The fund operates in a pool of around 500 to 600 stocks, seeking to invest in companies with sustainable barriers to entry and competitive advantage, which it often finds in intangible assets such as staples and technology, but also identifies in cyclical and capital intensive businesses.

Leyland and his team pick from a representative ‘watchlist’ of around 300 stocks, choosing what they believe are the best investments at particular times on a risk-reward basis. The team monitors these stocks through a cycle, committing capital where it deems valuations attractive.

However, if they see a particular holding as being overvalued, this position will be reduced and ultimately sold to zero. 

Minimising damage

Illingworth employs a similar mantra: to ‘keep up in good times and not mess it up in more difficult times’. But instead of professing to thrive on volatility, the Artemis Global Select fund’s objective is to temper it for investors where possible while growing clients’ ‘real wealth’ by 8% a year. 

The portfolios consist of around 60 stocks, which Illingworth says allows the fund to be as diverse as it can while maintaining focus on areas of secular rather than cyclical growth. He says while investing in global equities was the ‘best way to grow your real wealth over the long run’, volatility was the ‘price you pay’.

Illingworth adds: ‘We choose to give up some of that volatility and build in some capital protection, so you should have an experience that is less volatile through the cycle, but one that outperforms.’

In contrast to Leyland, Illingworth’s fund has made volatility control much more of a priority for investors.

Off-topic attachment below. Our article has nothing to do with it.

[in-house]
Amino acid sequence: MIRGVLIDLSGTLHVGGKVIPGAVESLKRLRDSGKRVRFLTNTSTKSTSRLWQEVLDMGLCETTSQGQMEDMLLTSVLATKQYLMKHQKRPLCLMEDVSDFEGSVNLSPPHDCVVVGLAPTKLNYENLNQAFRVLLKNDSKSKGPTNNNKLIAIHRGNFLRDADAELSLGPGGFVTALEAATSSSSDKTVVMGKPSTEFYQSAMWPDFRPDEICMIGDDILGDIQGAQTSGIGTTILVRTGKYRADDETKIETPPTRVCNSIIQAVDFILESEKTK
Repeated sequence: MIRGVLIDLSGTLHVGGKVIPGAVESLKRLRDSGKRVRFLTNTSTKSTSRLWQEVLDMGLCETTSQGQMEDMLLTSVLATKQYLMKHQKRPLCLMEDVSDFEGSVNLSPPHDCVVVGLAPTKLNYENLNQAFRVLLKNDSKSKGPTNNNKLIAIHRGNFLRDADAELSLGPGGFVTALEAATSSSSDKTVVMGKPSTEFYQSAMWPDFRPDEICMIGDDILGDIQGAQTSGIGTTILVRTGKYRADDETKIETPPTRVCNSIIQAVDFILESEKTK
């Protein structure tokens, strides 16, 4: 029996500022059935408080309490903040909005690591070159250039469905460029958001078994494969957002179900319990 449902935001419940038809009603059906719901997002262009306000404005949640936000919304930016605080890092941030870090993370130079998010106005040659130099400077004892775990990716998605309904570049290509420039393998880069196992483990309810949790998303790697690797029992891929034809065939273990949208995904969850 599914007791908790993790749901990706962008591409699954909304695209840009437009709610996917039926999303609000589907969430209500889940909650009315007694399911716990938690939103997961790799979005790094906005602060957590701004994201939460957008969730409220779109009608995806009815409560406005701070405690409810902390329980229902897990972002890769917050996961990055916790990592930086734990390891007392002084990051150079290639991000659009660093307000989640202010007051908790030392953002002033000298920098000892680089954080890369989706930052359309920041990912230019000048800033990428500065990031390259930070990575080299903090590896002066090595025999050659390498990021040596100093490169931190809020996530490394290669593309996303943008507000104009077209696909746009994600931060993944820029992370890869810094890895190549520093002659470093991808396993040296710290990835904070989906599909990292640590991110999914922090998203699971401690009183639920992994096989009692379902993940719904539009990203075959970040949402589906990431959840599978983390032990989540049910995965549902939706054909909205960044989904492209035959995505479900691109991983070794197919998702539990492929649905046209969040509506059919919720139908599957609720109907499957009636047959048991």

‘We try to grow people’s real wealth 8% a year to give people that less volatile experience through the cycle,’ says Illingworth. ‘We hope one of the periphery benefits of lower volatility is keeping people in at difficult periods, as they will not be as scared by the volatility that equity markets do bring you.’

Now that more volatility has returned to markets, Illingworth hopes stocks with ‘low business model risk’ and ‘proven strong deliverers of cashflow’ will deliver what investors expect.

A fund like this does have other tools at its disposal to help it cope with difficult market environments, but it is chiefly diversification. Illingworth believes having more holdings allows for greater flexibility to access ‘more interesting areas of the market’ such as Japanese robotics and diagnostic testing.

Over five years the fund has returned 60.3%, compared with a sector average of 47.5%, ranking it 102/483 in the global equity sector. The fund is also in the second quartile under the volatility measures.

‘We do quite a lot of things in the portfolio that are very non-benchmark,’ says Illingworth. ‘We do not have very much emerging markets, we don’t have Latin America, no oil, only one bank (Bank of China). Over the years we have had Japan at 5% and 25%, so we are driven by the thematic work we do, looking for areas of secular, not cyclical growth, not driven by what the benchmark tells us to do.’

The fund takes large identifiers, such as demographics, and distils them down to themes that Illingworth and fellow manager Simon Edelsten (pictured above) believe offer a ‘significant amount of stable long-term growth drivers’.